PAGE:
Both in terms of the architectural backdrop and of the weather, Palma de Mallorca was a perfect venue for the ECBA’s fall conference of 2017.

The conference opened with a reception on Friday in the beautiful courtyard of the Casa Balaguer made available to us by the City Council of Palma. Jaime Campaner Muñoz who helped organising the conference welcomed the delegates to Palma and Aligi Molina from the City Council added his. Both made the delegates feel very welcome.

The Conference was opened by Enrique Braquehais Conesa, Solicitor-General and Law Officer of the Spanish Government, welcoming the ECBA to Spain. Enrique Braquehais Conesa spoke briefly on the importance of the rule of law in protecting democracy and individual rights. ECBA Chairman Holger Matt replied and thanked the representatives of the Balearic Islands Bar Association for their assistance in organising the conference in Palma de Mallorca.

The first morning panel was chaired by Kevin Roberts and explored the current challenges in Europe regarding investigation and prosecution. Nicolás Pérez-Serrano de Ramón, Prosecutor in Palma de Mallorca spoke about the advantages of the new instrument of the European Investigation Order. In this context, Nicolás Pérez-Serrano de Ramón pointed out that the E.I.O. could also be issued on the request of the defence to obtain exculpatory evidence in another jurisdiction. Madrilenian defence lawyer Juan Palomino then went in to the recent football cases in Spain, in which several famous football players are being investigated or prosecuted for tax fraud. Based on the judgement in the Messi-case, Juan Palomino illustrated the type of tax structures that are used in these cases and what the Spanish Courts’ opinion on the participation in such structures is. Finally, Keily Blair, UK defence lawyer, went into the details of the new crime in the United Kingdom, the “failure to prevent facilitation of UK or international tax evasion offences”. These new offences have been modelled on art. 7 of the UK Bribery Act and have significant extraterritorial impact, since the evasion of a UK tax is in itself sufficient nexus for prosecution in the UK, regardless of whether any part of the acts have been committed in the UK.

The second panel of the day provided an overview of the diverse activities the ECBA is currently engaged in. Vânia Costa Ramos highlighted the work of the ECBA’s Human Rights Committee. Rebecca Niblock presented the second edition of the EAW Handbook. Hans van de Wal reported on the work of the working group on Money Laundering. ECBA Chair Holger Matt talked about the ECBA’s new Road Map for further procedural safeguards, also known as the ECBA’s Agenda 2020. Finally, Oliver Kipper reported on the last conference of the association of European Fraud and Compliance Lawyers (EFCL, a sub-association of the ECBA) held in Frankfurt in June 2017 and looked forward to the upcoming EFCL conference in Milan on 8 June 2018.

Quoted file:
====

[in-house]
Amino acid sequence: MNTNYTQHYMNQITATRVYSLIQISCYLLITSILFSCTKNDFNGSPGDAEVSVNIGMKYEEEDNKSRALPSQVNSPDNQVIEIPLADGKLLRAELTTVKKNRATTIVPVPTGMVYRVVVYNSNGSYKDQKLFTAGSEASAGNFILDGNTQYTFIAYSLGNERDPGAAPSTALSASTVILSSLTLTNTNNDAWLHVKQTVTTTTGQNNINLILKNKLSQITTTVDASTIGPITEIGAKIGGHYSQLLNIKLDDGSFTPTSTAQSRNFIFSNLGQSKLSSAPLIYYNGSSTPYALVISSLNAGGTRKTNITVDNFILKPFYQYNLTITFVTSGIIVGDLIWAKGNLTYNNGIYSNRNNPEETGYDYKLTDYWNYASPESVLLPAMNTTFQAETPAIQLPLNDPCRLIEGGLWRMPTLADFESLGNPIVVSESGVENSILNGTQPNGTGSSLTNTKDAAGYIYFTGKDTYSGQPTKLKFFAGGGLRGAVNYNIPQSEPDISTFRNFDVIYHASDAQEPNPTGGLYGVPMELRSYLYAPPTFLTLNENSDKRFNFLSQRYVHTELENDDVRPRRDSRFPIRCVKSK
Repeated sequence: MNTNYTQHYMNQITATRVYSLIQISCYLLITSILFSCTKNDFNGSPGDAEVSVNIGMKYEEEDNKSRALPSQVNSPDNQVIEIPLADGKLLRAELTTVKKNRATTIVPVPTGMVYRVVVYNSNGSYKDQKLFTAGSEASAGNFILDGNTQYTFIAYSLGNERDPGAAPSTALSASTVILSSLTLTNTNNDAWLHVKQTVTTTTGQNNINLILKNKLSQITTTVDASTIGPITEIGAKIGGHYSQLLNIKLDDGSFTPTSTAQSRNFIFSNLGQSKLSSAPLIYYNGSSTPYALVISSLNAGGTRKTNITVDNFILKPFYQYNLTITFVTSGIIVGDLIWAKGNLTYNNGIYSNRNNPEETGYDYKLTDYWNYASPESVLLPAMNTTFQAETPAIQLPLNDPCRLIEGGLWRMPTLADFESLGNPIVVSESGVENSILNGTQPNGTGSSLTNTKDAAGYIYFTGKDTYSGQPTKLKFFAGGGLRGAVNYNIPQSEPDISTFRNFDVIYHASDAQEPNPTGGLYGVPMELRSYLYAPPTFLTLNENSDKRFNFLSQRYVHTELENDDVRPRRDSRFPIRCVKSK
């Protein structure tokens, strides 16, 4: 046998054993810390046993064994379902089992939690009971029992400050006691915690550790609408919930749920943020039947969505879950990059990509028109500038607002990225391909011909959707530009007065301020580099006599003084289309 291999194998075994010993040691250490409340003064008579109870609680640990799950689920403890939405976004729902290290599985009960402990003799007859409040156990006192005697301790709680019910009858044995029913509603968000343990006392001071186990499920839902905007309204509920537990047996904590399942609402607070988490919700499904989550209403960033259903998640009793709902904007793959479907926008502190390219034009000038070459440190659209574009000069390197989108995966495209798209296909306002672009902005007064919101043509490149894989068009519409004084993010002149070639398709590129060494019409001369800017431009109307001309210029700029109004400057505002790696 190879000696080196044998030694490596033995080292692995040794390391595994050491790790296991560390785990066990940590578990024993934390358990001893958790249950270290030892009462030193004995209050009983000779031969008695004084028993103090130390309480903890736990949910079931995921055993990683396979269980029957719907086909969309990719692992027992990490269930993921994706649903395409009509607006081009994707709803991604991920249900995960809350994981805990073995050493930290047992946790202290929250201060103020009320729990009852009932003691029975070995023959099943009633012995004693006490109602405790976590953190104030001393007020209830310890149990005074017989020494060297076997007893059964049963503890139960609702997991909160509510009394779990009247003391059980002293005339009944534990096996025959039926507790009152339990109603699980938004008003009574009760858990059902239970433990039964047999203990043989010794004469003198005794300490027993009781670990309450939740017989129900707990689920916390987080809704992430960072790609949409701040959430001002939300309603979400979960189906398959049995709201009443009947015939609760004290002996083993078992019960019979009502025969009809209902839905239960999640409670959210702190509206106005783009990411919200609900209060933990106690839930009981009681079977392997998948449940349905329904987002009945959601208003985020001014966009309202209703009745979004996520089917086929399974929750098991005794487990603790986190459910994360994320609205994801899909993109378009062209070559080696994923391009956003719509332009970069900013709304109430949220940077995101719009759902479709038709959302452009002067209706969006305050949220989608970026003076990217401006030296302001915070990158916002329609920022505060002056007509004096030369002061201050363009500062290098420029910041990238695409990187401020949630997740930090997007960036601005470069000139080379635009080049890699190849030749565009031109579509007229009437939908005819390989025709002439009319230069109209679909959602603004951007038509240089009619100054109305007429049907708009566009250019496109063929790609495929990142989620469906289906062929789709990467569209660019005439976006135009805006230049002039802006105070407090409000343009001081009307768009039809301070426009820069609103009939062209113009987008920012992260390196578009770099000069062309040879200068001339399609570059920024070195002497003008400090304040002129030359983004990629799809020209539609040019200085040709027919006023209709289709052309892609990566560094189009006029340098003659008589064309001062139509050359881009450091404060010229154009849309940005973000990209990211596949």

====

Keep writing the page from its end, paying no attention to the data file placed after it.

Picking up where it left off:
The last set before the lunch break was reserved for James MacGuill, Dublin, Chair of the CCBE-CLC and Peter McNamee, Senior Legal Advisor from Brussels. They talked about recent legislative initiatives by the European Commission, and the role of the CCBE in bringing human rights and defence rights arguments to the table of the European Legislature.

After the lunch break, the conference continued with a panel on different standards in trials. Prompted by questions from Chair Holger Matt, Ilias Anagnostopoulos from Greece, Marie Guimard from France, Gwen Jansen from the Netherlands, Roberto Mazorriaga Las Hayas from Palma de Mallorca, Max Müller from Germany and Henrik Stagetorn from Denmark discussed the differences in the national systems on such diverse issues as the way in which the prosecution has to bring formal charges against a defendant, whether additional charge may be brought at a later stage of a trial, whether and how judges suspected of prejudice against the defendant could be disqualified and whether legal assistance by counsel during trial was possible in view of the physical layout of the courtroom. The differences between the jurisdictions on these areas proved to be remarkable.

Next followed the “anniversary panel”: in celebration of its 20th anniversary, former ECBA Chair Han Jahae engaged the ECBA’s founding fathers Rock Tansey (United Kingdom), Franz Salditt (Germany) and Mischa Wladimiroff (Netherlands) in a discussion on their reasons for founding the ECBA and their views regarding the role the ECBA could or should play in the future.

Traditionally, the last panel of the conference was reserved for brief presentations on legal developments in different member states. Chaired by Jaime Campaner Muñoz (Mallorca), the contributions for this conference came from Enrico Di Fiorino (Italy), Ben Keith (United Kingdom), Jason Masimore (US/UK) and Andreas Pollak (Austria). The most poignant contribution came from Dominika Stępińska-Duch. In just 5 minutes she sketched in stark terms the rapid dismantling of judicial independence and the rule of law in Poland. Reflecting on Dominika Stępińska-Duch’s contribution, the delegates of the conference voted to have the Board of the ECBA issue a public statement, expressing the ECBA’s concern about the developments in Poland.

Dian Brouwer